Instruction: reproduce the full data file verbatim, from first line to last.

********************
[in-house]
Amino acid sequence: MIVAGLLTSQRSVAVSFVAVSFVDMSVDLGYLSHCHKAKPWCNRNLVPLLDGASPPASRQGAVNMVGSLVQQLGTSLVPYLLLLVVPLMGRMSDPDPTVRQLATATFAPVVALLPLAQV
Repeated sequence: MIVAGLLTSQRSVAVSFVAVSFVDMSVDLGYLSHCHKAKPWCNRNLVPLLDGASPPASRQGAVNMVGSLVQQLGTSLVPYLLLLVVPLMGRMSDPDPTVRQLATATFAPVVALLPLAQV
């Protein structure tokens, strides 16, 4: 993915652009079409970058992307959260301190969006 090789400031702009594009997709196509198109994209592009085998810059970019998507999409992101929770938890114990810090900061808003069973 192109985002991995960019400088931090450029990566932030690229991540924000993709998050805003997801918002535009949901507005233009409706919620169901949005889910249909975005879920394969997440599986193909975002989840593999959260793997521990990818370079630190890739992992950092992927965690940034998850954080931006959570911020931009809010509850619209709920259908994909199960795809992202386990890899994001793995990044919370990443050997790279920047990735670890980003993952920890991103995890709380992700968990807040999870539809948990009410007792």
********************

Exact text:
[in-house]
Amino acid sequence: MIVAGLLTSQRSVAVSFVAVSFVDMSVDLGYLSHCHKAKPWCNRNLVPLLDGASPPASRQGAVNMVGSLVQQLGTSLVPYLLLLVVPLMGRMSDPDPTVRQLATATFAPVVALLPLAQV
Repeated sequence: MIVAGLLTSQRSVAVSFVAVSFVDMSVDLGYLSHCHKAKPWCNRNLVPLLDGASPPASRQGAVNMVGSLVQQLGTSLVPYLLLLVVPLMGRMSDPDPTVRQLATATFAPVVALLPLAQV
């Protein structure tokens, strides 16, 4: 993915652009079409970058992307959260301190969006 090789400031702009594009997709196509198109994209592009085998810059970019998507999409992101929770938890114990810090900061808003069973 192109985002991995960019400088931090450029990566932030690229991540924000993709998050805003997801918002535009949901507005233009409706919620169901949005889910249909975005879920394969997440599986193909975002989840593999959260793997521990990818370079630190890739992992950092992927965690940034998850954080931006959570911020931009809010509850619209709920259908994909199960795809992202386990890899994001793995990044919370990443050997790279920047990735670890980003993952920890991103995890709380992700968990807040999870539809948990009410007792």